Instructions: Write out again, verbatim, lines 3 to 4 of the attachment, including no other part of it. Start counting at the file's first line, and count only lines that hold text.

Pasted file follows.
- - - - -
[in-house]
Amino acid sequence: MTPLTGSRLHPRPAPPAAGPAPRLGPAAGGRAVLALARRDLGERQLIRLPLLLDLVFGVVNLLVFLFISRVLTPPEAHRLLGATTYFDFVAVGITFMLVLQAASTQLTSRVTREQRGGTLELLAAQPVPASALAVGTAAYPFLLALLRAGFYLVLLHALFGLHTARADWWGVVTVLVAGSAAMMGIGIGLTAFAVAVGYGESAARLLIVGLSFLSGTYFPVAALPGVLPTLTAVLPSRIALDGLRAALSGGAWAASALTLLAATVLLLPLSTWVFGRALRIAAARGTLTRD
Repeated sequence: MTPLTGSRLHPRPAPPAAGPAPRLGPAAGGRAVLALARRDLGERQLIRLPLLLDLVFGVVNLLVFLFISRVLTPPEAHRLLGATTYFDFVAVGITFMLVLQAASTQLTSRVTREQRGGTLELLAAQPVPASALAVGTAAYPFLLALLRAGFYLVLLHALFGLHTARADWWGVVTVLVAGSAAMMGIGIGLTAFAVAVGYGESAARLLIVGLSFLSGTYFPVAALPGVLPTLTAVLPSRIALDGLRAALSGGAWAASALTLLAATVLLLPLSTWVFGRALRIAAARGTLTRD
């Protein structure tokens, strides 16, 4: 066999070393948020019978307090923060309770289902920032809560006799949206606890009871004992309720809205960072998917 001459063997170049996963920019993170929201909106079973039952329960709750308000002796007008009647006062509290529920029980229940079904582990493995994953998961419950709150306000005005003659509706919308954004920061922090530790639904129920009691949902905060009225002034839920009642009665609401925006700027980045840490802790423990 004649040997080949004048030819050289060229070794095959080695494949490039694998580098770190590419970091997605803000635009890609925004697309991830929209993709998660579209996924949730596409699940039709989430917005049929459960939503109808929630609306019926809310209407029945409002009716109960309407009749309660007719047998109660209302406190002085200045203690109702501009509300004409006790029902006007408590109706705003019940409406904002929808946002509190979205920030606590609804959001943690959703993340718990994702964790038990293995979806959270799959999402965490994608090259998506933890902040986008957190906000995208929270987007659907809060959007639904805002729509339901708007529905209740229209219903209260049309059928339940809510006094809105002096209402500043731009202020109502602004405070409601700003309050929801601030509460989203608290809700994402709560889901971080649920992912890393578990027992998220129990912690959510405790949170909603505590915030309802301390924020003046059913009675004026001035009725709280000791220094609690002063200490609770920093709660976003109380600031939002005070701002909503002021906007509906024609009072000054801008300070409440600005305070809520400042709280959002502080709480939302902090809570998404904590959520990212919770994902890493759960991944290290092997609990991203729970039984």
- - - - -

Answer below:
Repeated sequence: MTPLTGSRLHPRPAPPAAGPAPRLGPAAGGRAVLALARRDLGERQLIRLPLLLDLVFGVVNLLVFLFISRVLTPPEAHRLLGATTYFDFVAVGITFMLVLQAASTQLTSRVTREQRGGTLELLAAQPVPASALAVGTAAYPFLLALLRAGFYLVLLHALFGLHTARADWWGVVTVLVAGSAAMMGIGIGLTAFAVAVGYGESAARLLIVGLSFLSGTYFPVAALPGVLPTLTAVLPSRIALDGLRAALSGGAWAASALTLLAATVLLLPLSTWVFGRALRIAAARGTLTRD
């Protein structure tokens, strides 16, 4: 066999070393948020019978307090923060309770289902920032809560006799949206606890009871004992309720809205960072998917 001459063997170049996963920019993170929201909106079973039952329960709750308000002796007008009647006062509290529920029980229940079904582990493995994953998961419950709150306000005005003659509706919308954004920061922090530790639904129920009691949902905060009225002034839920009642009665609401925006700027980045840490802790423990 004649040997080949004048030819050289060229070794095959080695494949490039694998580098770190590419970091997605803000635009890609925004697309991830929209993709998660579209996924949730596409699940039709989430917005049929459960939503109808929630609306019926809310209407029945409002009716109960309407009749309660007719047998109660209302406190002085200045203690109702501009509300004409006790029902006007408590109706705003019940409406904002929808946002509190979205920030606590609804959001943690959703993340718990994702964790038990293995979806959270799959999402965490994608090259998506933890902040986008957190906000995208929270987007659907809060959007639904805002729509339901708007529905209740229209219903209260049309059928339940809510006094809105002096209402500043731009202020109502602004405070409601700003309050929801601030509460989203608290809700994402709560889901971080649920992912890393578990027992998220129990912690959510405790949170909603505590915030309802301390924020003046059913009675004026001035009725709280000791220094609690002063200490609770920093709660976003109380600031939002005070701002909503002021906007509906024609009072000054801008300070409440600005305070809520400042709280959002502080709480939302902090809570998404904590959520990212919770994902890493759960991944290290092997609990991203729970039984």